With that out of the way, let’s discuss the new giant glass touchpad, which is larger than on the G14 and occupies the entire mid part of the arm-rest deck. This worked just fine on my unit with everything I threw at it. Palm-rejection worked fine as well, which is important with this sort of design.

As for biometrics, there’s IR functionality in the camera, but no finger-sensor in the power button, as on some of the older Zephyrus models.


There’s a 16-inch 16:10 display on this laptop, with a choice of either an IPS or an OLED panel.

Both are excellent panels in their segments:

  • OLED QHD+ 2560 x 1600 px , 240 Hz 0.2ms, 400 nits, 100% DCI-P3 colors, glossy
  • IPS QHD+ 2560 x 1600 px , 240 Hz 3ms, 500 nits, 100% DCI-P3 colors, matte ??

Both of these are non-touch and the OLED is a glossy finish, but it’s unclear to me at this point whether the IPS model is matte – I’m inclined to believe it might be?

Also, there’s no mini LED panel available for this series, which remains exclusive to the Zephyrus M16 and the Scar 16 models this year. That’s rather odd, since Asus already manufactured two lid versions for this series, with the lid on the IPS configuration being thicker than on the OLED. So that means they could have somehow fit the mini LED panel as well, especially since this G16 is their halo full-size Zephyrus lineup this year.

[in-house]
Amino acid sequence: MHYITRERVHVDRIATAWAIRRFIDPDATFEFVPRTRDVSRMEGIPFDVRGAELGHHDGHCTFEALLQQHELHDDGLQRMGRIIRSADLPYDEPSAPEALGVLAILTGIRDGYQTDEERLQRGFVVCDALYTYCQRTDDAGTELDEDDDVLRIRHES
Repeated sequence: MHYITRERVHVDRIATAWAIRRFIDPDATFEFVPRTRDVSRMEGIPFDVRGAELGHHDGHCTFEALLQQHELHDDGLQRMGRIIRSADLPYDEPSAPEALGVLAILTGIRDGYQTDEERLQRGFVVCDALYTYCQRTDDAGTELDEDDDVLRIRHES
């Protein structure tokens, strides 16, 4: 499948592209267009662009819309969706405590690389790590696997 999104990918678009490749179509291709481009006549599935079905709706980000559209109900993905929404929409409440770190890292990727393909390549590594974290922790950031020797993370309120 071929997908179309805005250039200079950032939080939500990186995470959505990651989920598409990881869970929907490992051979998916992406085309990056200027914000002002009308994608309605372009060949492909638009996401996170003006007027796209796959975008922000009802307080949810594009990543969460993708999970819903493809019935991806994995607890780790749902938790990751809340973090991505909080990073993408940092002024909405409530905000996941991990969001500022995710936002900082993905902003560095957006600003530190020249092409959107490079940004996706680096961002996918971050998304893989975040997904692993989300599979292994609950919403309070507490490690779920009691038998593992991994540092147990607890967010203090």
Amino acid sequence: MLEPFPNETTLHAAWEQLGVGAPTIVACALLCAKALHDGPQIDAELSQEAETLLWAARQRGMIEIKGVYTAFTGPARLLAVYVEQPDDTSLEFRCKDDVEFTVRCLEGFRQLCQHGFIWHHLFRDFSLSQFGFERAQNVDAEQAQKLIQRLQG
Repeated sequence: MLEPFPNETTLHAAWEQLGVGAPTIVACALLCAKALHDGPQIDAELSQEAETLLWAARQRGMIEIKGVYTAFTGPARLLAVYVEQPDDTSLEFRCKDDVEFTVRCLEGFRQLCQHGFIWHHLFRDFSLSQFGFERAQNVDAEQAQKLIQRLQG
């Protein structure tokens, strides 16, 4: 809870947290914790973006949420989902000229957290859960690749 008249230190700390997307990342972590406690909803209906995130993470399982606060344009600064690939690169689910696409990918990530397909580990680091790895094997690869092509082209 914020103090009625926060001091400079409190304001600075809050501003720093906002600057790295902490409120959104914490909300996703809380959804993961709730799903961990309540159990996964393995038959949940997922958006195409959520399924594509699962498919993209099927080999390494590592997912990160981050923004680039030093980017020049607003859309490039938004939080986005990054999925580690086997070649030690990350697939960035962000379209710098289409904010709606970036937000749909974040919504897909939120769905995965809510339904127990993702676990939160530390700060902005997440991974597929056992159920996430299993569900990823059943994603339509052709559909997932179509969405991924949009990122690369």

Anyway, my unit is the OLED panel, and it’s impressive. The image quality is beautiful, with punchy colors and excellent blacks and contrast.


And since this is OLED, it also gets lighting fast response times and a 240Hz refresh rate, which paired with the MUX and GSync support, are excellent attributes for gaming. In fact, this Zephyrus G16 is one of the few OLED laptops with G-Sync support available out there, as well as one of the first OLEDs with up to 240Hz refresh rate.

Furthermore, this is one of the first OLED laptop implementation that supports VRR – variable refresh rate. And that’s because implementing VRR on OLED mobile devices is complicated, due to the nature of how OLEDs work. Unlike on LCDs, where the panel is constantly lit and then you adjust the number of displayed frames in software, on OLEDs each individual diode pulsates continuously. I’m looking for more info from Asus on how they worked around this issue on these implementations.